A set of vectors is called a orthonormal set if all vectors are orthogonal to every vector in the set and are all unit vectors. Mathematically, this is stated as

0&i\ne j\end{cases}

where \delta_{ij} is the Kronecker delta function and \langle\mathbf{v}_i \cdot\mathbf{v}_j\rangle is the inner product (which can also be extended to real functions; as such a set of functions can be orthonormal). The span of the set forms an orthonormal basis. An example of this is Cartesian coordinates.

A matrix whose columns form an orthonormal set is called an orthogonal matrix, and will have the property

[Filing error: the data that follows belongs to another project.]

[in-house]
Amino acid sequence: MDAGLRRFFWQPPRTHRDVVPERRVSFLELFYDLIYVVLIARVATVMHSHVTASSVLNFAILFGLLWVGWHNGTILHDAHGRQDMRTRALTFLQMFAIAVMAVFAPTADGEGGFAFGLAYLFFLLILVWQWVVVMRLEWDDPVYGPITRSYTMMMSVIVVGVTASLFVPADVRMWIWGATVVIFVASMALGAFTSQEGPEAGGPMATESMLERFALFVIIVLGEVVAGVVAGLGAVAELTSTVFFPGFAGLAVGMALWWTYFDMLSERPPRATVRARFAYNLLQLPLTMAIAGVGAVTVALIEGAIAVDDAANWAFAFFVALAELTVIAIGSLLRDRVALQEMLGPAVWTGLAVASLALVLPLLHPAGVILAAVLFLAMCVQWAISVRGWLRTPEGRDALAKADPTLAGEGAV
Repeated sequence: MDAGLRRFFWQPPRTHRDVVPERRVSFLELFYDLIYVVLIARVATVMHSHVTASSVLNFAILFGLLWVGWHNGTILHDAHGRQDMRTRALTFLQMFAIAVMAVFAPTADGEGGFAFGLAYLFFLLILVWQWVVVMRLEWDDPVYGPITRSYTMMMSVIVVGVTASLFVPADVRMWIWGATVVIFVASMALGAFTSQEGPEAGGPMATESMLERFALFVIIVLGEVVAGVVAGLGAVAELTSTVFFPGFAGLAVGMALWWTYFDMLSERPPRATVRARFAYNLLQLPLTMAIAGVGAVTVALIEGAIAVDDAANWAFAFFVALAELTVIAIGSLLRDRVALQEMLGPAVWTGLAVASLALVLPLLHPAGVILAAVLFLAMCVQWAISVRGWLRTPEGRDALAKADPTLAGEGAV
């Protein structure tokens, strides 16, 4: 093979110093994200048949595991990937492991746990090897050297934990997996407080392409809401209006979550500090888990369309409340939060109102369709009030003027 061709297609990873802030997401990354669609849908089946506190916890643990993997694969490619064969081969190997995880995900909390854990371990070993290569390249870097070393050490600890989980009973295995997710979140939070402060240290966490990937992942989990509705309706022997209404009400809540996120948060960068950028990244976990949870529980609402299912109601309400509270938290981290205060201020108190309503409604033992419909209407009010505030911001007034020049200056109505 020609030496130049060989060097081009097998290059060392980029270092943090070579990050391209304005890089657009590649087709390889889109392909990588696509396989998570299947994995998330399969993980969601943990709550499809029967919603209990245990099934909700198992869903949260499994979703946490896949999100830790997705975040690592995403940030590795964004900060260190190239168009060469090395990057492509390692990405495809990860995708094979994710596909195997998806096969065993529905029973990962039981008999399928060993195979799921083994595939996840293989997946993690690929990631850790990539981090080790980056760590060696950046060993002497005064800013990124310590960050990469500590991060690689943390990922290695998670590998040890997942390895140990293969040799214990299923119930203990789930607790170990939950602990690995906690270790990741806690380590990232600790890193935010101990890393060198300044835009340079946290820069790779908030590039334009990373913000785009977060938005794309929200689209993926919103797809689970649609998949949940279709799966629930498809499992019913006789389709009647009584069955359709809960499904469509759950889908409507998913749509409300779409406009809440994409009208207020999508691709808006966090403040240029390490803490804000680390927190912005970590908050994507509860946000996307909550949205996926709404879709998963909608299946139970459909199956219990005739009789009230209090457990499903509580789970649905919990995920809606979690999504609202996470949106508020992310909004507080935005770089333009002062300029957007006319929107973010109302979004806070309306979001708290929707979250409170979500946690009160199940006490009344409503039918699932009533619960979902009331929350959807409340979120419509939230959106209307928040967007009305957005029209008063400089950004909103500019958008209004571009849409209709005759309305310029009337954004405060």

where A^{-1} is the inverse of A and A^T is its transpose. Real orthogonal matrices will have a determinant of either 1 or -1. An extension to complex matrices is a matrix whose inverse is equal to its conjugate transpose, and is called a unitary matrix.

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